US cellist and pedagogue Paul Olefsky has died at the age of 87. During his long career he was a member of several American orchestras and a recitalist in North America and Europe. For almost four decades he taught cello and chamber music at the University of Texas at Austin.
Born on 4 January 1926 in Chicago, Olefsky began studying the cello with Johann Lingeman, first cellist of the Chicago Civic Opera Orchestra. At 17 he received a scholarship to the Curtis Institute of Music, where he studied cello with Daniel Saidenberg and Gregor Piatigorsky, and chamber music with William Primrose.
In 1947, his graduation year, Olefsky was accepted into the Philadelphia Orchestra’s cello section, where he remained for five years, becoming the orchestra’s youngest ever principal cellist. While serving with the US Navy during the Korean War, he had a chance to study with Pablo Casals: ‘When I first went to him, I deliberately played Bach without any vibrato in a rather naive attempt to be stylistically “authentic”,’ he told The Strad in a 1989 interview. ‘Casals wisely told me to stop play-acting and be myself.’
After completing his naval service, Olefsky was offered the position of first cellist in the Detroit Symphony Orchestra, where he spent six years, though he continued to perform as a soloist. He joined the faculty of the University of Iowa but left after just 18 months to extend his solo engagements: he gave the first US performances of works by Kodály, Lutoslawski, Henze and Ginastera.
In succession, Olefsky taught at the Peabody Institute (1963–68) and Hartt School (1968–74) before settling at the University of Texas at Austin in 1974. He remained there for the rest of his career, where his students included Louis Lowenstein, John Sant’Ambrogio, Carolyn Hopkins, Stephen Gates and Hai Zheng, whom he later married. He was later granted the title of emeritus professor at the Butler School of Music. Another former student, Gregory McCoy, established the Paul Olefsky Cello Scholarship at the Butler School.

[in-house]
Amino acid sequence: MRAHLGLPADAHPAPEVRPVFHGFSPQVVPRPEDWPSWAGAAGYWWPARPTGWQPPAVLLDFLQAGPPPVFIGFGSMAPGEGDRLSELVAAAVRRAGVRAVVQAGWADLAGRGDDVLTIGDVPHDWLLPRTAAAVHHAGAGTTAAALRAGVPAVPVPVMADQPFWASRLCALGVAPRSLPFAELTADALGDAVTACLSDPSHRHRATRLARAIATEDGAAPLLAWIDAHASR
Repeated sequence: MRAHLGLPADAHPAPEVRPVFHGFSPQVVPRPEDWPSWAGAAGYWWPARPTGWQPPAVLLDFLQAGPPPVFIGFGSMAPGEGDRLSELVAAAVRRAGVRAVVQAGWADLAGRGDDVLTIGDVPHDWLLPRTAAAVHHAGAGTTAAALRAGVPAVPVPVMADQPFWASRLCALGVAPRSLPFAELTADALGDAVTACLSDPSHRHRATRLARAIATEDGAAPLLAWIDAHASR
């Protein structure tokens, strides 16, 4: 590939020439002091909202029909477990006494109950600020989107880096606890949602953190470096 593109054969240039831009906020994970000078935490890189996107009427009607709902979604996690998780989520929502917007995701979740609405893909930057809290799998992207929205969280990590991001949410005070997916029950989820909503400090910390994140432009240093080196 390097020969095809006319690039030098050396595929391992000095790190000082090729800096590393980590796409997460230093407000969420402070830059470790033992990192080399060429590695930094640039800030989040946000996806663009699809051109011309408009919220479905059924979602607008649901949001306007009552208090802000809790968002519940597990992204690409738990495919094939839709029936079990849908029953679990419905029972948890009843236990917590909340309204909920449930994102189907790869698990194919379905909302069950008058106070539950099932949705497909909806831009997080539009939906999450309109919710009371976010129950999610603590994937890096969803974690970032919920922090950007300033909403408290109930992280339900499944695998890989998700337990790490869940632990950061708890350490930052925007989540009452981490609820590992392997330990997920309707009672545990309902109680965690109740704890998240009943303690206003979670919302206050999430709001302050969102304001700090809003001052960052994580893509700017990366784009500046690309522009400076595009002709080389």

In 1987 Olefsky organised the first Feuermann International Cello Competition at the University of Texas, Austin. ‘Although I had enormous respect for Piatigorsky, it was Emanuel Feuermann who was my idol,’ he said in 1989. ‘His mystique has haunted me all my life. I never forget his maxim: “the complete cellist must be a perfect blend of head, heart and fingers.” I had only one lesson with Feuermann but its shattering impact is always with me.’
Commenting on the work of teaching cello, Olefsky said: ‘A true pedagogue should strive for quality teaching with fewer pupils. There are only so many hours in a day, and only a proscribed amount of time, energy and intellectual force at a teacher’s disposal, and he should resist the temptation of over-extending himself whether it be for money or reputation engagement. It is the obligation of the teacher to make the student independent of the teacher as soon as possible.’